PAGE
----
Angelica by Arthur Phillips
A Novel

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BONUS: This edition contains excerpts from Arthur Phillips's The Tragedy of Arthur, The Song Is You, Prague, and The Egyptologist.

From the bestselling author of The Egyptologist and Prague comes an even more accomplished and entirely surprising new novel. Angelica is a spellbinding Victorian ghost story, an intriguing literary and psychological puzzle, and a meditation on marriage, childhood, memory, and fear.

The novel opens in London, in the 1880s, with the Barton household on the brink of collapse. Mother, father, and daughter provoke one another, consciously and unconsciously, and a horrifying crisis is triggered. As the family’s tragedy is told several times from different perspectives, events are recast and sympathies shift.
In the dark of night, a chilling sexual spectre is making its way through the house, hovering over the sleeping girl and terrorizing her fragile mother. Are these visions real, or is there something more sinister, and more human, to fear? A spiritualist is summoned to cleanse the place of its terrors, but with her arrival the complexities of motive and desire only multiply. The mother’s failing health and the father’s many secrets fuel the growing conflicts, while the daughter flirts dangerously with truth and fantasy.

While Angelica is reminiscent of such classic horror tales as The Turn of the Screw and The Haunting of Hill House, it is also a thoroughly modern exploration of identity, reality, and love. Set at the dawn of psychoanalysis and the peak of spiritualism’s acceptance, Angelica is also an evocative historical novel that explores the timeless human hunger for certainty.

Angelica, Arthur Phillip's spellbinding third book, cements this young novelist's reputation as one of the best writers in America, a storyteller who combines Nabokovian wit and subtlety with a narrative urgency that rivals Stephen King"  –Washington Post

About Arthur Phillips

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Arthur Phillips is the internationally bestselling author of The Song Is You, which was a New York Times Notable Book and named one of the best novels of the year by The Washington Post; Angelica; The Egyptologist; and Prague, which was also a New York Times Notable Book and the winner of the Los Angeles Times Art Seidenbaum Award for First Fiction. He lives in New York with his wife and two sons.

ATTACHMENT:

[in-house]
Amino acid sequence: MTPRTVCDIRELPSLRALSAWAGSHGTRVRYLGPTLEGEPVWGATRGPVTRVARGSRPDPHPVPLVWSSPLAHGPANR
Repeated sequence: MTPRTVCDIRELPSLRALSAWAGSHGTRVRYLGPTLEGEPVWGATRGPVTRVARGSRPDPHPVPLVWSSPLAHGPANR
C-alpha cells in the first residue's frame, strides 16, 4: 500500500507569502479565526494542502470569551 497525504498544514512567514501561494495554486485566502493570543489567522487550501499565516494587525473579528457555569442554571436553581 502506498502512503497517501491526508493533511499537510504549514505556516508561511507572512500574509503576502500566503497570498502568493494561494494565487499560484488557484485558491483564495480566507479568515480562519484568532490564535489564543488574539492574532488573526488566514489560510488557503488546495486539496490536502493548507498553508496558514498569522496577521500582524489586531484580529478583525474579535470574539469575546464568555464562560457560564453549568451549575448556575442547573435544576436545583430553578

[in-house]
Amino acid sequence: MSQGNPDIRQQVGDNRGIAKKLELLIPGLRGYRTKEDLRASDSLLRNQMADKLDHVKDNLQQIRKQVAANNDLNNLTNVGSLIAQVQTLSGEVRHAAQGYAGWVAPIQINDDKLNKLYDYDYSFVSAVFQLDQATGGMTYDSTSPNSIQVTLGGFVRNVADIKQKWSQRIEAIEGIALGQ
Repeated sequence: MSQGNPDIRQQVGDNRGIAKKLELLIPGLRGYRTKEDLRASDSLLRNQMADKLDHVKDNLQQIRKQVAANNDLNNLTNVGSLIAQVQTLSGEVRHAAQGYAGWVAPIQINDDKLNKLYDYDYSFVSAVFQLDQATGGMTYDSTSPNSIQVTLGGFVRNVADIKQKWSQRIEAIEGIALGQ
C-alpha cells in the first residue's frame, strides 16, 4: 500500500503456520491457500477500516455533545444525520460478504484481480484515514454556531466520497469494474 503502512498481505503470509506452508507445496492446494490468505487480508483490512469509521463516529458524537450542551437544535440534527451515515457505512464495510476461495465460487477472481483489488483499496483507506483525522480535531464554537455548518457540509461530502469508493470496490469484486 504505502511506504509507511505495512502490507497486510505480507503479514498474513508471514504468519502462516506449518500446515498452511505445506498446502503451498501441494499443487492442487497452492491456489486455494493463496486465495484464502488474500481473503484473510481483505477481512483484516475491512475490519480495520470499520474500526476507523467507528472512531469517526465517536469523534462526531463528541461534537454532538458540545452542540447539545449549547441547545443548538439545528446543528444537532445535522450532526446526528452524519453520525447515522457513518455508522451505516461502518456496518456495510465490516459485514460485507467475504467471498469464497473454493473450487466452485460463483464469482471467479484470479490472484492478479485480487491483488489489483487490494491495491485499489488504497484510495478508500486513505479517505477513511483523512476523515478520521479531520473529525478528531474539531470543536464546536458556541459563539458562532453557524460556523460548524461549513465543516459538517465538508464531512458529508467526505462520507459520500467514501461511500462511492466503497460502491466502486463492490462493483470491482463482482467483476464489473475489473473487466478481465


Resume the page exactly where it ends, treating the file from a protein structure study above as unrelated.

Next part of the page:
Published April 3, 2007 by Random House. 370 pages
Genres: History, Mystery, Thriller & Suspense, Horror, Literature & Fiction, Religion & Spirituality. Fiction

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Kirkus Reviews

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A symphony of psychological complexity and misdirection in four increasingly tricky movements displays the varied wares of the gifted Phillips (The Egyptologist, 2004, etc.).

May 20 2010 | Read Full Review of Angelica: A Novel

The New York Times

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As a literary form, pastiche has its pleasures, often witty ones, as the career of Arthur Phillips proves.

May 13 2007 | Read Full Review of Angelica: A Novel

Publishers Weekly

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Set in Victorian England, Phillips's impressive third novel uses four linked viewpoints to explore class, gender, family dynamics, sexuality and sciences both real and fraudulent, ancient and newly minted.

Feb 12 2007 | Read Full Review of Angelica: A Novel

Entertainment Weekly

Angelica Arthur Phillips' clever, chilly novel begins as a ghost story: Constance Barton, a nervous Victorian housewife, suspects that an evil spirit is preying upon her 4-year-old daughter, Angelica.

Mar 30 2007 | Read Full Review of Angelica: A Novel

USA Today

Arthur Phillips reinvents the Gothic bodice-ripper in the sex-drenched Angelica, a dark and perverse tale that seamlessly mixes psychological disintegration, the dissolution of a marriage and the trappings of a classic ghost story.Constance Barton, long-suffering wife of Joseph Barton, is the hau...

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When Joseph suggests that Angelica, at age 4, might finally be moved from her parents’ bedroom into a separate nursery and might even start going to school, Constance dreads the worst: separation from her daughter and the resumption of sex in her marriage.

Apr 12 2007 | Read Full Review of Angelica: A Novel

Gather Books

Readers should not give in to the temptation to give up on Angelica, the second half of the novel more than makes up for the slow initial pace.

Apr 01 2007 | Read Full Review of Angelica: A Novel

Erudite, dazzling and full of ambiguity, Angelica is not to be missed.Tasha Alexander is the author of the Victorian-era mystery A Poisoned Season, reviewed in this issue.

Jul 04 2017 | Read Full Review of Angelica: A Novel

Bookmarks Magazine

Heller McAlpin Critical Summary In Angelica, the talented Arthur Phillips (Prague, 3.5 of 5 Stars Nov/Dec 2002) pays homage to Henry James’s famous ghost story, "The Turn of the Screw," but piles on multiple viewpoints to add maddening and obscure layers to the story.

Aug 02 2007 | Read Full Review of Angelica: A Novel

M/C Anderson

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